When the Girl invites Arash back to her home, she puts on a record:
I love the quiet of the night time,
when the sun is drowned in the deathly sea…
as people drift into a dream world…
I picture my own grave,
because fear’s got a hold on me.
Yes, this fear’s got a hold on me.
Once again, the characters become deeply intertwined with music, both through Amirpour's soundtrack and in the way they orchestrate their audio surroundings within the film. Here, the song, “Death” by the White Lies, takes over the entire room as soon as it begins—it is no longer simply a song being played within the diegetic space of the movie, but develops almost a voice of its own: the overpowering volume, and the elongated, slow movements choreographed for the entirety of the song, strengthen the sensation that this song has been elevated out of the characters’ control, and now exists for our understanding of them. As the Girl stands over the record player, Arash approaches her from behind. They stay here until she turns around, and then they face each other. In the next moment, one senses that either they will kiss or she will kill him. Instead, she pushes his head back with her hand. He faces the flickering lights of the disco ball; she stares hypnotically at his neck. She lowers her head to his chest, and they remain this way, her ear pressed against his chest as he faces upward—drugged-out, in awe, mystified—for the remainder of the scene, the sound of his beating heart shadows the beat of the song as it crescendos.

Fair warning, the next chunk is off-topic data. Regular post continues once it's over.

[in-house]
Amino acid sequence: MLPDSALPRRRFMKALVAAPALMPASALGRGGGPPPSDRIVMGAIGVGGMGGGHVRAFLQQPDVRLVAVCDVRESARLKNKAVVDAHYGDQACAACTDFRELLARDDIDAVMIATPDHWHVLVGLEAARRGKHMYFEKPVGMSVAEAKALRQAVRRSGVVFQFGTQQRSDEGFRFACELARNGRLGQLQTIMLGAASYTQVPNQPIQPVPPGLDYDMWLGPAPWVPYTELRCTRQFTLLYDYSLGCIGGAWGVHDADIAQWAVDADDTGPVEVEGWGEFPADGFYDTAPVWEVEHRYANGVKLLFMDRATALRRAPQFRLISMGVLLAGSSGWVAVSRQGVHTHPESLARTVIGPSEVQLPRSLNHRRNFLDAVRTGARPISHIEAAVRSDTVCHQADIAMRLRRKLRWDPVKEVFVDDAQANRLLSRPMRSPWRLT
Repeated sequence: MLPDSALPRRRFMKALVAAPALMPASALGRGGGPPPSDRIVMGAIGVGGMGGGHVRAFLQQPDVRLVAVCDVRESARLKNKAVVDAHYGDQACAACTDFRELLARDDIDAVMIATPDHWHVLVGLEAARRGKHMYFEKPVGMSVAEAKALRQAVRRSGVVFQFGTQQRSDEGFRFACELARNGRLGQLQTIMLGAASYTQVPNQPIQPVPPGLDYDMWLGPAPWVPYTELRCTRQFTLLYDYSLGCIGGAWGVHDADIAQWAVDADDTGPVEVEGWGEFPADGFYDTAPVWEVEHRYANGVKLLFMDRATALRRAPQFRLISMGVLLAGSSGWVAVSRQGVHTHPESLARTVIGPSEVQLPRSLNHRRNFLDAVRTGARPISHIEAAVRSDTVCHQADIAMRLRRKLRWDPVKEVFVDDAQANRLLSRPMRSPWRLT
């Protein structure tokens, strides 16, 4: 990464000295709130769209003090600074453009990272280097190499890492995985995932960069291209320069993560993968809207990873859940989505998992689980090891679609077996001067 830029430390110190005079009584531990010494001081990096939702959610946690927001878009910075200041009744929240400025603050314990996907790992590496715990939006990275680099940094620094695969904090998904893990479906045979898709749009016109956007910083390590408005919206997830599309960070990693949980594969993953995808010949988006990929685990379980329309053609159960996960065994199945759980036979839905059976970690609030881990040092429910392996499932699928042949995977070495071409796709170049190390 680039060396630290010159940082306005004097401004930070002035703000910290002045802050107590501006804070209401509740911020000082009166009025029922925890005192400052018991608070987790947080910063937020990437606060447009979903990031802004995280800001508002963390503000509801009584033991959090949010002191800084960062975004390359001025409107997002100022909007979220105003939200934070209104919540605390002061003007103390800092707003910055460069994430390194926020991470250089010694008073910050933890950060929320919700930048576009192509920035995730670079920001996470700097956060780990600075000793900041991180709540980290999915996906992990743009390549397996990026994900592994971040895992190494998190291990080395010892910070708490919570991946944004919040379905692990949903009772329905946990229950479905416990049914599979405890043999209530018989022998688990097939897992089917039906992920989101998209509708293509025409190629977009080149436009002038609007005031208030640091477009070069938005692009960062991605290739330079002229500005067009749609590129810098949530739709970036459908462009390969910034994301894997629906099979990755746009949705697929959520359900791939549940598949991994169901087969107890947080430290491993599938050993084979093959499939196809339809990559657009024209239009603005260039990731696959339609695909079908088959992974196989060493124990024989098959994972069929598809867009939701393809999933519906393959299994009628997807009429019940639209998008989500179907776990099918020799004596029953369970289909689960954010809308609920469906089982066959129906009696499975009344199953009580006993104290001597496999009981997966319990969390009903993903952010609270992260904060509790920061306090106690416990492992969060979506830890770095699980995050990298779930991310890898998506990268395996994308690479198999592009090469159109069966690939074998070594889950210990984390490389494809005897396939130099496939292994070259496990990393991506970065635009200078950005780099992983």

One of the film’s greatest strengths is its ability to distill time in order to extract unforeseen meaning, in a sort of dreamscape that exists beyond plot or narrative. Equal in length, the scene that immediately follows is the film’s most arresting and pivotal. The cross-dresser, a man who wears lipstick, eye makeup, with jeans, a cowboy shirt, and a headscarf, performs a meditative, balletic dance with a single balloon. The expression on his face is pained, determined. Having no bearing on plot or linear sequence, this scene could be extracted and the film would still “make sense.” But in fear and in love there is no sense. This scene mirrors the complexity of these emotions—allowing us to feel deeply for something (or someone) that is displaced, out of sequence with one’s life, time, or order. And while the film mostly follows a linear narrative, there is nonetheless something cyclical about its movements, the way the characters—including the cat—return to us, reminding or provoking us to consider their significance, haunting us with their presence.
A Girl Walks Home Alone At Night will be available on DVD and Blu-ray on April 21 from Kino Lorber.
LAUREN WALLACH's writing has appeared in Electric Literature, Joyland, Requited, and The Collagist. She lives in Brooklyn.